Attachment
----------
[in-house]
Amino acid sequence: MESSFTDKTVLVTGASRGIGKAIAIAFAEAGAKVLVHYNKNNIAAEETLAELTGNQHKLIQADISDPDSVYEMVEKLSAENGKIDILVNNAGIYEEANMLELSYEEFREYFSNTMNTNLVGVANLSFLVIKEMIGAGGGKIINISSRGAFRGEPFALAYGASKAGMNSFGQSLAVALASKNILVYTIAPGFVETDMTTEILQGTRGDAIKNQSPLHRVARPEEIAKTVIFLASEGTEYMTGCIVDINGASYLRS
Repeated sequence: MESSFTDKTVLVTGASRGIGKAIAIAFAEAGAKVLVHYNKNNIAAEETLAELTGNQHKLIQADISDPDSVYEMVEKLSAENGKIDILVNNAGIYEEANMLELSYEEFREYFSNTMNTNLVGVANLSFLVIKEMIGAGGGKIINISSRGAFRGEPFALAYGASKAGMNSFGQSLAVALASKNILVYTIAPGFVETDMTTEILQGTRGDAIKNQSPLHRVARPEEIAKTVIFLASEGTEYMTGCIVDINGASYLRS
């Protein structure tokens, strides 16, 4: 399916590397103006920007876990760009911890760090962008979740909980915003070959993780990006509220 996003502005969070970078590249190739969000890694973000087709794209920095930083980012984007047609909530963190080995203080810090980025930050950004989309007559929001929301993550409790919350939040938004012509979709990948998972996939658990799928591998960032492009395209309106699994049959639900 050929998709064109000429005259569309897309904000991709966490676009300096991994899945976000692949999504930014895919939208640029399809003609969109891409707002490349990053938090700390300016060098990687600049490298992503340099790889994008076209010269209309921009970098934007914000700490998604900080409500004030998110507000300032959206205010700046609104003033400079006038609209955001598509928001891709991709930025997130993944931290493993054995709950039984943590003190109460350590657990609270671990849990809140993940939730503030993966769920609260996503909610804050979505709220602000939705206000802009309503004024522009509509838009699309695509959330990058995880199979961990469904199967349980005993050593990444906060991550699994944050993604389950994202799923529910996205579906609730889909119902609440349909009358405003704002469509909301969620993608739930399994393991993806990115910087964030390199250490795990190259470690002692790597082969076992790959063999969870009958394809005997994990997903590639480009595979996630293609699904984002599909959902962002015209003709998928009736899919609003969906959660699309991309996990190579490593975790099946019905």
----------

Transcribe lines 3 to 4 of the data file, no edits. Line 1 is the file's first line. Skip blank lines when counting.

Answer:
Repeated sequence: MESSFTDKTVLVTGASRGIGKAIAIAFAEAGAKVLVHYNKNNIAAEETLAELTGNQHKLIQADISDPDSVYEMVEKLSAENGKIDILVNNAGIYEEANMLELSYEEFREYFSNTMNTNLVGVANLSFLVIKEMIGAGGGKIINISSRGAFRGEPFALAYGASKAGMNSFGQSLAVALASKNILVYTIAPGFVETDMTTEILQGTRGDAIKNQSPLHRVARPEEIAKTVIFLASEGTEYMTGCIVDINGASYLRS
């Protein structure tokens, strides 16, 4: 399916590397103006920007876990760009911890760090962008979740909980915003070959993780990006509220 996003502005969070970078590249190739969000890694973000087709794209920095930083980012984007047609909530963190080995203080810090980025930050950004989309007559929001929301993550409790919350939040938004012509979709990948998972996939658990799928591998960032492009395209309106699994049959639900 050929998709064109000429005259569309897309904000991709966490676009300096991994899945976000692949999504930014895919939208640029399809003609969109891409707002490349990053938090700390300016060098990687600049490298992503340099790889994008076209010269209309921009970098934007914000700490998604900080409500004030998110507000300032959206205010700046609104003033400079006038609209955001598509928001891709991709930025997130993944931290493993054995709950039984943590003190109460350590657990609270671990849990809140993940939730503030993966769920609260996503909610804050979505709220602000939705206000802009309503004024522009509509838009699309695509959330990058995880199979961990469904199967349980005993050593990444906060991550699994944050993604389950994202799923529910996205579906609730889909119902609440349909009358405003704002469509909301969620993608739930399994393991993806990115910087964030390199250490795990190259470690002692790597082969076992790959063999969870009958394809005997994990997903590639480009595979996630293609699904984002599909959902962002015209003709998928009736899919609003969906959660699309991309996990190579490593975790099946019905």